The quality of aftercare for stroke survivors has not matched improvements in hospital care for the group, a report by the National Audit Office has found.
Assessing the first two years of implementation of the national stroke strategy, published in December 2007, the report said that there were barriers to joint working between health and social care which prevented the development of good post-hospital support.
Improvements in aftercare for stroke patients was identified as a key priority in the national strategy along with raising public awareness and the fast response of acute health services.
However, the NAO found treatment for depression for stroke survivors was said to be one of the weakest services following discharge from hospital with only 24% of respondents to the watchdog’s survey of 760 patients rating these services as good or very good.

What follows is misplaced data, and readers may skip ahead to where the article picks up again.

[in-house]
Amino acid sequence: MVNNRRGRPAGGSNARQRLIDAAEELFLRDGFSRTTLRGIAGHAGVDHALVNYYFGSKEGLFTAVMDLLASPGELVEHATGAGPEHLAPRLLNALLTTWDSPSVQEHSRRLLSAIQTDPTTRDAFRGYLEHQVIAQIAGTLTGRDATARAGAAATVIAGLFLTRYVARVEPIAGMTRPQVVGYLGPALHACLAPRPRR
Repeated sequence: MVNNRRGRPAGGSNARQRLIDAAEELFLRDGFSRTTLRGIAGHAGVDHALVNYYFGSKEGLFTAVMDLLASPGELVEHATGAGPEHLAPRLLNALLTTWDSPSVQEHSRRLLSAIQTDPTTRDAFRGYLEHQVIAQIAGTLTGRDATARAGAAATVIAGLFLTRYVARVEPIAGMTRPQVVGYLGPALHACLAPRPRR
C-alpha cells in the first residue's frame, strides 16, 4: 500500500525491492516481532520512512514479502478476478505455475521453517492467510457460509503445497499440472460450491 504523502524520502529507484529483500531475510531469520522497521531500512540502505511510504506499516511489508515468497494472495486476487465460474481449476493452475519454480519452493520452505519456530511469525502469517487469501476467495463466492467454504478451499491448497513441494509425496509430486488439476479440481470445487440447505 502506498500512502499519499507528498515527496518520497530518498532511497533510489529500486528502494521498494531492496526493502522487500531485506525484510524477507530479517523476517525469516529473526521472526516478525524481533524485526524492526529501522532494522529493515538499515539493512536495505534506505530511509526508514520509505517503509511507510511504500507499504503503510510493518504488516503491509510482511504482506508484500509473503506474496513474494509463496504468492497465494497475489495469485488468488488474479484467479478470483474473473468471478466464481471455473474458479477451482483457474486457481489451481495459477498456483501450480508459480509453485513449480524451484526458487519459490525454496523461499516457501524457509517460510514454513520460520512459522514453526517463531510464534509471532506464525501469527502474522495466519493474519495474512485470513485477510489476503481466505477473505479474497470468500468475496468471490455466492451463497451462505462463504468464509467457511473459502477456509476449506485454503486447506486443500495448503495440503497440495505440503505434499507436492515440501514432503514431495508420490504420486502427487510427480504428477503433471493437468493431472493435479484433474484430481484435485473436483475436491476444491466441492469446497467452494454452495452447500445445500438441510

Provision of information about services and benefits to patients and carers were also identified as an area of weakness.
However, the risk of death within ten years of a stroke had been reduced since 2006 from 71% to 67%, the NAO concluded.
Edward Leigh, chair of the House of Commons committee of public accounts, which instructs the NAO, said: “Rehabilitation for stroke patients is still a Cinderella service. Patients lack proper post-hospital support from social services.”
A £105m package of funding to implement the strategy is due to end in April 2011. The report said that local authorities and NHS trusts needed to start planning for how to sustain the improvements that have so far been made.
The NAO recommended that good practice guidance on the provision of community rehabilitation teams should be disseminated by the Department of Health to encourage their adoption.
It also said staff training should be addressed by the department and Skills for Care by jointly developing a programme of training.